Academic journal article Scandinavian Studies

Arthur, King of Iceland

Academic journal article Scandinavian Studies

Arthur, King of Iceland

Article excerpt

"I was in Norway, be it noted, that Arthurian romance was I first welcomed into the Scandinavian North in the early thirteenth century" (Schlauch 1934, 10). Thus wrote Margaret Schlauch, whose magisterial Romance in Iceland, published eight decades ago, remains the authoritative introduction to the elusive genre of romance. The Arthur of literature first came to Iceland, however, with Breta sogur, the translation of the Historia regum Britanniae, around the year 1200. The Latin source of the Icelandic translation is unknown, but in many respects, it diverged strikingly from the extant versions of the Historia--and precisely in those aspects that were to be popularized by romance.

Geoffrey of Monmouth reports in the Historia regum Britanniae that Arthur "ciassem suam direxit in Islandiam eamque debellato populo subiugauit" ["took his fleet to Iceland, where he defeated the natives and conquered their land" (Reeve and Wright 2007, 204-5)]. In the Roman de Brut, its author Wace elaborates on Arthur's conquest of Iceland. Over the course of twenty verses, Wace reports that there was none like Arthur for military might, and therefore, the kings of Orkney, Gotland, and Wenelande feared that Arthur might attack their islands too. Therefore, they travel to Iceland, bringing him many of their possessions; they give him hostages and become his men (Weiss 2002, 9708-27). Peace is established, and Arthur then returns to England.

Wace's Brut, completed in 1155, was the first vernacular translation of the Historia regum Britanniae. The second translation occurred around 1200 in Iceland and is known as Breta sogur. It presumably was preceded, however, by the separate rendering of the Historic's "Prophetiae Merlini" in verse, in the so-called fornyrdislag stanzas used in the prophetic Eddie poem Voluspa, "The Prophecy of the Seeress." Merlinusspa, as the translation is known, was composed around 1200 by Gunnlaugr Leifsson (d. 1218 or 1219), a monk in the Benedictine monastery of Pingeyrar in northern Iceland, a monastery noted for the production of historiography (Turville-Petre 1953,190-202). To judge by some of the deviations of Merlinusspa from the "Prophetiae," Gunnlaugr knew the Historia, for his translation contains additions incorporated into the poem from other parts of the Historia (Turville-Petre 1953, 202; Eysteinsson 1953-1955, 98-103). It is not unlikely that Gunnlaugr also translated Breta sogur, possibly in tandem with or as a follow-up to Merlinusspa. Even if Gunnlaugr himself was not the translator, a monastery like Pingeyrar, which was noted for producing Latin historiography, would have had the expertise to render Geoffrey's Historia into Icelandic. (1)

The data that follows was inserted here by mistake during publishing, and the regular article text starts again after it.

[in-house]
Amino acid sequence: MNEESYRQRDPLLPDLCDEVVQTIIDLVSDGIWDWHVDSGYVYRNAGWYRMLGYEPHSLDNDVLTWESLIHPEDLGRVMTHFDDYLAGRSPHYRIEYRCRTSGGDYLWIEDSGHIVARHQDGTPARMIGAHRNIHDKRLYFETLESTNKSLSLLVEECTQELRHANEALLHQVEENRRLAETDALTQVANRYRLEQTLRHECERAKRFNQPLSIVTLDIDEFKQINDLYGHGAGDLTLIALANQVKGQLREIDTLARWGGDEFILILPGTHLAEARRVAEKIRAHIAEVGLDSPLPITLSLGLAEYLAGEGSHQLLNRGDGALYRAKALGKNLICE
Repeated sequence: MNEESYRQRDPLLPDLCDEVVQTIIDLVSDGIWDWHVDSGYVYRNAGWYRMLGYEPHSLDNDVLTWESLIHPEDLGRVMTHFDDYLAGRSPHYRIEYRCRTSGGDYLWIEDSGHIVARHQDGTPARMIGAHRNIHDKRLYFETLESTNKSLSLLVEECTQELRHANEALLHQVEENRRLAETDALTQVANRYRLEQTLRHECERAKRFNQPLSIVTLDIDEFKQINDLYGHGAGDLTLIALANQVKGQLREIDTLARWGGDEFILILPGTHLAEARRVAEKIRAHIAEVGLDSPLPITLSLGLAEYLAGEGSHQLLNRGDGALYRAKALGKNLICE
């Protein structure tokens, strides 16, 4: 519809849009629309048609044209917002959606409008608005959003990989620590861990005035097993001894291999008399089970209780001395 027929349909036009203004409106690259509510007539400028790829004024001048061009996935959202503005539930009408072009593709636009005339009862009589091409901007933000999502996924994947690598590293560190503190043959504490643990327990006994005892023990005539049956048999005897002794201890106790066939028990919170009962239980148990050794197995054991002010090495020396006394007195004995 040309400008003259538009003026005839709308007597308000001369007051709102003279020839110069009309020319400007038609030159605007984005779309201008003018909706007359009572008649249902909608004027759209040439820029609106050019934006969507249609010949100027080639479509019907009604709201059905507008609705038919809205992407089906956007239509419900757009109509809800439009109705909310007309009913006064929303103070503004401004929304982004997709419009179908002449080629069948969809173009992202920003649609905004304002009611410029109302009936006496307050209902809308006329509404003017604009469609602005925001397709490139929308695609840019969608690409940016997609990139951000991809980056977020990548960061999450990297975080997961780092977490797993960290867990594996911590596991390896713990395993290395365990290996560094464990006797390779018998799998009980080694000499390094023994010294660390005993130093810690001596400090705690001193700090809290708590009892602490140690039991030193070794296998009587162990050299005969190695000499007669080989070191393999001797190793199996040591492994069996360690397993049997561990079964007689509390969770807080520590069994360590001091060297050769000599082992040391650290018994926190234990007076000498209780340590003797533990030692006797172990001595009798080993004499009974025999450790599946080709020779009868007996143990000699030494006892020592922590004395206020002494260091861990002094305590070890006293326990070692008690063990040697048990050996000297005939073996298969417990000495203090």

Breta sogur is extant in two redactions: the one is transmitted in the manuscript AM 544 4to, the so-called Hauksbok, named after its compiler and redactor, Haukr Erlendsson; the other redaction is in AM 573 4to. Breta sogur in Hauksbok is a heavily redacted and abbreviated version of the translation; it was produced in the period 1302-1310 (Stefan Karlsson 2000, 306-7, 309). The manuscript AM 573 4to was written in the period 1330-1370. This redaction of Breta sogur has not suffered the editorial incursions and reduction of text evident in Hauksbok. Although the text in AM 573 4to cannot be said to represent the translator's own rendering, it nonetheless approximates that of the original translation. Whereas Breta sogur in Hauksbok has been edited (Jon Sigurdsson 1849; Finnur Jonsson and Eirikur Jonsson 1892-1896), the AM 573 4to redaction is accessible only in manuscript. The following study of Breta sogur is based on the redaction in AM 573 4to. (2)

Breta sogur refers twice to Merlinusspa. The first time, corresponding to the end of Part IV of the Historia, the translator writes that Merlin then began his prophecies about the lives of the kings to come in the poem "er Merlins spa heitir er orti Gunnlaugr munkr Leifs son ok kunna margir menn pat kuaedi" [that is called Merlinusspa, which Gunnlaugr Leifsson composed, and many people know that poem]. …

Search by... Author
Show... All Results Primary Sources Peer-reviewed

Oops!

An unknown error has occurred. Please click the button below to reload the page. If the problem persists, please try again in a little while.